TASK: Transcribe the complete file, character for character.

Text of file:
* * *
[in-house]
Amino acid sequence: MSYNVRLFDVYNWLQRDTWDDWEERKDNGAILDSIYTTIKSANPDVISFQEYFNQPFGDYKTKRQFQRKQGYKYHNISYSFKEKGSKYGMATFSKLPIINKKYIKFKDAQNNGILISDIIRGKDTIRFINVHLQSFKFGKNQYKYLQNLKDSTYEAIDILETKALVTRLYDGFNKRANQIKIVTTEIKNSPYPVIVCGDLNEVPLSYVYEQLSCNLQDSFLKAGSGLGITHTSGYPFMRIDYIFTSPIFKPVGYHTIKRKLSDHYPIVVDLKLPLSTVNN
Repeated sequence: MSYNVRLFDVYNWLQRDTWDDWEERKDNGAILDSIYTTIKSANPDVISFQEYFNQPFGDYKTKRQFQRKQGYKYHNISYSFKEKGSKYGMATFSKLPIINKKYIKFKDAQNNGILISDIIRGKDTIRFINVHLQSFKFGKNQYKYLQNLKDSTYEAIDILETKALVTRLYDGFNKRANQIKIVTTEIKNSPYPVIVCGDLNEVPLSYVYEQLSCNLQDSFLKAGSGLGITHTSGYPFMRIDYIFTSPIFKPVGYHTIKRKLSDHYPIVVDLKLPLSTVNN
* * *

[in-house]
Amino acid sequence: MSYNVRLFDVYNWLQRDTWDDWEERKDNGAILDSIYTTIKSANPDVISFQEYFNQPFGDYKTKRQFQRKQGYKYHNISYSFKEKGSKYGMATFSKLPIINKKYIKFKDAQNNGILISDIIRGKDTIRFINVHLQSFKFGKNQYKYLQNLKDSTYEAIDILETKALVTRLYDGFNKRANQIKIVTTEIKNSPYPVIVCGDLNEVPLSYVYEQLSCNLQDSFLKAGSGLGITHTSGYPFMRIDYIFTSPIFKPVGYHTIKRKLSDHYPIVVDLKLPLSTVNN
Repeated sequence: MSYNVRLFDVYNWLQRDTWDDWEERKDNGAILDSIYTTIKSANPDVISFQEYFNQPFGDYKTKRQFQRKQGYKYHNISYSFKEKGSKYGMATFSKLPIINKKYIKFKDAQNNGILISDIIRGKDTIRFINVHLQSFKFGKNQYKYLQNLKDSTYEAIDILETKALVTRLYDGFNKRANQIKIVTTEIKNSPYPVIVCGDLNEVPLSYVYEQLSCNLQDSFLKAGSGLGITHTSGYPFMRIDYIFTSPIFKPVGYHTIKRKLSDHYPIVVDLKLPLSTVNN